A bleaching agent is the only thing that will remove old tint. So-called colour removers are still bleaching agents and must be used with great care as bleach does not stop working until there is nothing left for it to work on or it has been washed off. Bleach is not for the inexperienced and is best applied by a skilled professional.
Artificial hair colour comes in 3 categories. Level1 semi-permanent. Level 2 Quasi or demi-permanent and Level 3 permanent.
Levels 1 and 2 do not lighten the hair.
Up to 3 levels of lightening (but probably a bit less) can be achieved with level 3 colour.
Tint stops working after around 30-45 minutes.
Tint cannot lighten the colour of existing tint.
Bleach continues to work until it is washed off.
Before embarking on a hair colour it’s important to follow a few simple steps, to ensure your safety and achieve a successful result.
The first task. Make sure you are safe.
When you decide to colour your hair for the first time, you should always conduct a skin compatibility evaluation (Patch Test). In a professional salon, it is required for all new customers and those who have not had their hair coloured in the salon in the last 6 months. The test should be performed no less than 48 hours prior to the application of colour because it can take this long for a reaction to occur. Therefore, it is equally important for you to follow the same procedure. The method used will be determined in the instructions that come with the product you purchase.
Before colouring your hair check the following:
Have you ever had an allergic reaction to any hair colourant product?
Have you ever had an allergic reaction to any kind of skin tattoo including Henna or to permanent make-up?
Do you have a sensitive, irritated or damaged scalp? (e.g. eczema or psoriasis)
Have you been prescribed and are taking any medication to treat allergies?
If you answer YES to any of these questions then you should not colour your hair until you have checked with your doctor. Even if you have coloured your hair without any problems in the past, you should always perform a skin test whenever you change products, if it has been a long time since you last coloured your hair or if the product you are using has changed in any way.
Your next task is to find out your natural colour level. Colour levels determine the amount of light or darkness to the hair. In the professional salon, they are numbered from level 1 (darkest) to level 10 (lightest). Use the Natural Level Shade Chart in the Levels and Tones Chapter to determine your own natural level. If you have any artificial colour on your hair you should also make a note of this too as it will react differently to virgin hair.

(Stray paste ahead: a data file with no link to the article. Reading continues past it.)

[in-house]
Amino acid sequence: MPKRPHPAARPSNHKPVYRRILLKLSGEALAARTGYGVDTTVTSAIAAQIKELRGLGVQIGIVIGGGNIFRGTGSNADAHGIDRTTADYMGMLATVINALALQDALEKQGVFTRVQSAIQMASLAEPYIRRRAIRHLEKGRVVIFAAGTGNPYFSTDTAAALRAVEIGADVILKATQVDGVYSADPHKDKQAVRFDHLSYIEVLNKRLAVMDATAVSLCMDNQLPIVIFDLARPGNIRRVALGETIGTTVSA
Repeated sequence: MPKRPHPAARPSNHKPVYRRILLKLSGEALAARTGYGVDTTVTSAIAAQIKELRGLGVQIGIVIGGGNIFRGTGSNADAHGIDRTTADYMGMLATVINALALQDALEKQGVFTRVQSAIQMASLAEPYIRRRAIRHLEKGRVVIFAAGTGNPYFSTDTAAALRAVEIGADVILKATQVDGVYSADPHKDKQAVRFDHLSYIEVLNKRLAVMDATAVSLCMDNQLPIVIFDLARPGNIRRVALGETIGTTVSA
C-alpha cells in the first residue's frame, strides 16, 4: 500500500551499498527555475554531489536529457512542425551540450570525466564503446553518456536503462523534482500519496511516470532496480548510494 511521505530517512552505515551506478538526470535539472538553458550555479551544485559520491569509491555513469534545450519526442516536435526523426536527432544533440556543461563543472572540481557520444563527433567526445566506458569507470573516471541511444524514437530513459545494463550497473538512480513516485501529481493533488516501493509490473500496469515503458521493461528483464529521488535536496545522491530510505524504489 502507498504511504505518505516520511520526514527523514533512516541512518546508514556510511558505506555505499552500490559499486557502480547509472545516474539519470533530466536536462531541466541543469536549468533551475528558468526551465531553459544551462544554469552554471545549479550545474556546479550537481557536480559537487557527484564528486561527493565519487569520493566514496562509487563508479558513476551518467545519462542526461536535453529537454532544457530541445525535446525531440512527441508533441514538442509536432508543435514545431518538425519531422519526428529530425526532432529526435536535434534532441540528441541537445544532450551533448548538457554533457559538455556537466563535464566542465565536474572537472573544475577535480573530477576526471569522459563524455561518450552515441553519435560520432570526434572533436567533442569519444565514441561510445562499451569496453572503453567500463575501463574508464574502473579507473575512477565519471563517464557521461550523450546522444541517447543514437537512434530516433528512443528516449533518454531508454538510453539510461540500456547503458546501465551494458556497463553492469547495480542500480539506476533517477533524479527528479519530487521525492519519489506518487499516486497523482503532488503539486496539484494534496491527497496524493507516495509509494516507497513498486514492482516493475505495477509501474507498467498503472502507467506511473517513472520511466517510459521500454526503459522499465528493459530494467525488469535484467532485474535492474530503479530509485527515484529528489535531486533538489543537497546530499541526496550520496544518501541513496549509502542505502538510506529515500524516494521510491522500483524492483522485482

It’s important to understand that everybody’s hair is different. Some people’s hair has been previously coloured and now has a mixture of virgin hair at the root, then a gradual build-up, of colour towards the ends. Someone else might have some old bleach highlights coloured over and has decided they want to go lighter again.
If you have an existing colour on your hair, it is not possible to lighten this colour using another tint. It can only be lightened using bleach. Remember, the re-growth will react differently to any pre-existing colour. The safest option when trying to lighten dark tint is to get it looked at by a professional hairdresser.
If your hair is porous, it will need to be treated in a specific way to ensure that the colour is not washed straight out. We’ll look at this more detail in a later chapter.
Do you use heated tools on a regular basis? Blow-driers and straightening/curling irons used too frequently can make the hair very dry and porous and can even cause breakage. This can have a negative effect on the colour’s staying power.
How often do you shampoo? Daily shampooing will clearly have more of an effect on the colour than shampooing twice a week. Swimming in a chemically treated pool or in the sea will cause the colour to fade.
Everyone’s hair has its own set of features which need to be looked at carefully before colouring. Sometimes the practicalities mean that you may have to amend your original idea as it may not not possible due to the state of the hair at the time and the potential for causing further damage.
Make sure to perform a skin evaluation test, following the manufacturer’s instructions.
Find your natural colour level and make a note of it.
If you have existing artificial colour on your hair, remember the re-growth (roots) will react differently to the pre-existing colour.
Check your hair’s porosity.
Remember that heated tools, excessive washing and swimming will all have a negative effect on the colour you apply.
Be prepared to amend your original idea, if your self-consultation necessitates change.
Before attempting to cover grey hair, first, take a moment to look at a few facts about grey hair and what it is.